When I was little, I remember that one of my deepest fantasies was to have the superpower of the Invisible Woman and I used to think of all the things I could do, of all the things I could get away with, both the good and the pranks; but as I got older I realized that being invisible is not impossible, or a super power, I realized that, that little girl’s fantasy was not impossible, that in fact, regular people can become invisible and that we don’t have to look that far from us to see invisible people every day.
Yuliana was one of those invisible ones, she was an indigenous, colombian seven-year-old girl who, on that fateful December 4th of 2016 was raped, tortured and killed just a few miles from her home; the little girl in me who wanted to be invisible at the same age Yuliana was when she got killed, couldn’t help but to sob when I read her story, I started to wonder if Yuliana ever wanted to be invisible like me, if she had dreams of growing up and becoming a doctor, or a singer, or an engineer… I couldn’t help but to feel sorry, to have this need to tell Yuliana that I’m sorry for what happened to her, tell her that I’m sorry she didn’t have the chance to make her dreams come true. The woman that I am today felt this unspeakable rage, this impotence for not being able to do anything for her or for the 66,000 women who are killed every year, just for being a girl or a woman.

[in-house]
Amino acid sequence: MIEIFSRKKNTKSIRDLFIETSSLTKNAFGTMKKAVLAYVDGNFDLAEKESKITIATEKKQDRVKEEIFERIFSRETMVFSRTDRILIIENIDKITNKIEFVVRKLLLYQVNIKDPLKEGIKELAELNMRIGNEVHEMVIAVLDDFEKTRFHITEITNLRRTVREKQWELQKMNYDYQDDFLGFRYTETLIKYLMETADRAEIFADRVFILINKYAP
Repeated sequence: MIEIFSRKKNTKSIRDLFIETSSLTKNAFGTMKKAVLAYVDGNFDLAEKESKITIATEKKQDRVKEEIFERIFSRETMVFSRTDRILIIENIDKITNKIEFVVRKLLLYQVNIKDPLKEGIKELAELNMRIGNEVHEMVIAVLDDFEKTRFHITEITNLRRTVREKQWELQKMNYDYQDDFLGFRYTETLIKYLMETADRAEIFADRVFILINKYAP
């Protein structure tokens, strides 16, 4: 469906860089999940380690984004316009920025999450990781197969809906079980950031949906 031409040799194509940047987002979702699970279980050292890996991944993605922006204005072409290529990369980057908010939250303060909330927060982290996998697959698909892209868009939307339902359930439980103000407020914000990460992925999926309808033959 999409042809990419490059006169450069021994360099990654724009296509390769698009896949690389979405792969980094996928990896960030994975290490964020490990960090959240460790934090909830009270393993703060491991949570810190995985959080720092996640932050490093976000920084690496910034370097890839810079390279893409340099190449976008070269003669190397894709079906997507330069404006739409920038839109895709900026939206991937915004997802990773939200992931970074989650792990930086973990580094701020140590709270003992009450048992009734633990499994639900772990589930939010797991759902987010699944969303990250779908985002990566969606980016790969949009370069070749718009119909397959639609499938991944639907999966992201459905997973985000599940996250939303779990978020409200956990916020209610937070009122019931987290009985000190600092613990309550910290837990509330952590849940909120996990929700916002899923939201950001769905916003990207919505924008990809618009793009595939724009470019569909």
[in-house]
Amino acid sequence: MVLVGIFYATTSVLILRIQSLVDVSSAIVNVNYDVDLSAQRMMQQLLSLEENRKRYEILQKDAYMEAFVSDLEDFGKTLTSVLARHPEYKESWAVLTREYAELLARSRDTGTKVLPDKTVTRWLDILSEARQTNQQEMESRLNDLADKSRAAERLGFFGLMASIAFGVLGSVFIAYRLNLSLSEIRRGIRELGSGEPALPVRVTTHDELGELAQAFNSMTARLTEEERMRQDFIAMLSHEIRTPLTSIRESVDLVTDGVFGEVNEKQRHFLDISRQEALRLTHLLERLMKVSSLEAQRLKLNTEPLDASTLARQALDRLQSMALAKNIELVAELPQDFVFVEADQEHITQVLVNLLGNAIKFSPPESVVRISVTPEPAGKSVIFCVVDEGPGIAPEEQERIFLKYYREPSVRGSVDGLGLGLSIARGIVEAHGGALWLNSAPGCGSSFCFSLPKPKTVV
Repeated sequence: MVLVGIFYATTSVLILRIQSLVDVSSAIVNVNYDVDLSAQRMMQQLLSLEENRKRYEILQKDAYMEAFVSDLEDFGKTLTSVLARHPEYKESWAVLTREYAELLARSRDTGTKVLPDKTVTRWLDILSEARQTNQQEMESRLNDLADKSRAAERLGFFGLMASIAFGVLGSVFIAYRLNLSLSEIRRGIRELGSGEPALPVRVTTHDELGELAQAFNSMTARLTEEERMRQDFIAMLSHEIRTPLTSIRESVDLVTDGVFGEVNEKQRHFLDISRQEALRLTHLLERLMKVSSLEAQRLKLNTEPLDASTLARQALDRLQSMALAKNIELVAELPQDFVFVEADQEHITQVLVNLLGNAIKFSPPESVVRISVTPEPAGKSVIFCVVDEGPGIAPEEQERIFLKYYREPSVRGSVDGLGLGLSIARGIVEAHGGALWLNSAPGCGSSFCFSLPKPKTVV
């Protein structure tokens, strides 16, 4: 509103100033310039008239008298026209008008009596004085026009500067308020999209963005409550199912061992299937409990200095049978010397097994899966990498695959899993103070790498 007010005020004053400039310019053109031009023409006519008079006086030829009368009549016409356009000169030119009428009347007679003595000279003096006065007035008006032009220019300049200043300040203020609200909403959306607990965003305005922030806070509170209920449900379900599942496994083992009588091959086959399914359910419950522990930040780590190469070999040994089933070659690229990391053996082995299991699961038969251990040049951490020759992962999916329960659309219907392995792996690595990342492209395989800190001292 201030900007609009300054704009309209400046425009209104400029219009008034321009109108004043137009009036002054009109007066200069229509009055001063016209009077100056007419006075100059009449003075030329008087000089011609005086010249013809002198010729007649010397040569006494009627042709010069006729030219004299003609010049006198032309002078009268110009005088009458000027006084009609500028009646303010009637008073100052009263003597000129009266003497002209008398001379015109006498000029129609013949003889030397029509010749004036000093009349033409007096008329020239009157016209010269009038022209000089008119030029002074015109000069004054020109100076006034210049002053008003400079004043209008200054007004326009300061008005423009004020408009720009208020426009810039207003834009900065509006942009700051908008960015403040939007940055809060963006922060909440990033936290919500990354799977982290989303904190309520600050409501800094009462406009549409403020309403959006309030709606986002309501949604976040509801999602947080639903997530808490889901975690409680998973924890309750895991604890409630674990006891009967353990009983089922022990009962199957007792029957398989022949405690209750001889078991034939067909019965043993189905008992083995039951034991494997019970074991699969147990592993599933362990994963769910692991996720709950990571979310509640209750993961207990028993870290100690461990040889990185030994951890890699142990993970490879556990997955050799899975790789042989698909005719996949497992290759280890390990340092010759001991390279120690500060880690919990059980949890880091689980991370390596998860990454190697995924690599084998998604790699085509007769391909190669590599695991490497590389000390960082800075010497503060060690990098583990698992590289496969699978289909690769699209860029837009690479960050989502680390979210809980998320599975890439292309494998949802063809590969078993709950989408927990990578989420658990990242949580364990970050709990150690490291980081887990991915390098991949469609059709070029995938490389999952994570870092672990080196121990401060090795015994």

Lucía, a sixteen-year-old girl from Mar de Plata, Argentina, died on October 8th of 2016, murdered by two men who drugged, raped and impaled her. “Who does that to a 16-year-old?” Was my first thought as I remembered myself at 16 and how my biggest fear was to forget an assignment or that my friends wouldn’t show up atschool that day because then I wouldn’t have anyone to talk to. Lucia, as her brother described her, was "like art, like Rock & Roll, like love to the animals." As I read this, the 16 year-old in me couldn't help but thinking how much I would have loved to have met her, to have been her best friend.
They were invisible to us all until something happened to them, until they got raped and killed, but Yuliana and Lucía were seen by the world and will forever live through our fight: they were alivefrom the Obelisco in Buenos Aires to Plaza de la Independencia in Mexico City and from Alameda in Santiago de Chile to the streets of Sao Paolo, the day we marched to demand justice for them and respect for our lives. I like to think that on that day, the rock and roll soul of Lucía and the joyful innocent soul of Yuliana marched side by side with every single one of us, giving us the strength to walk and the force to shout.
They will forever remain in my heart as one of the reasons I fight, as one of the reasons I stood up and said, “Enough!”
I share my grief with their families, just as if they were my own, and I say to them: your daughters will never be forgotten. They will always be my motor to keep fighting, to keep struggling, to make sure that nothing like this ever happens to anyone of us.
We deserve to live without fear.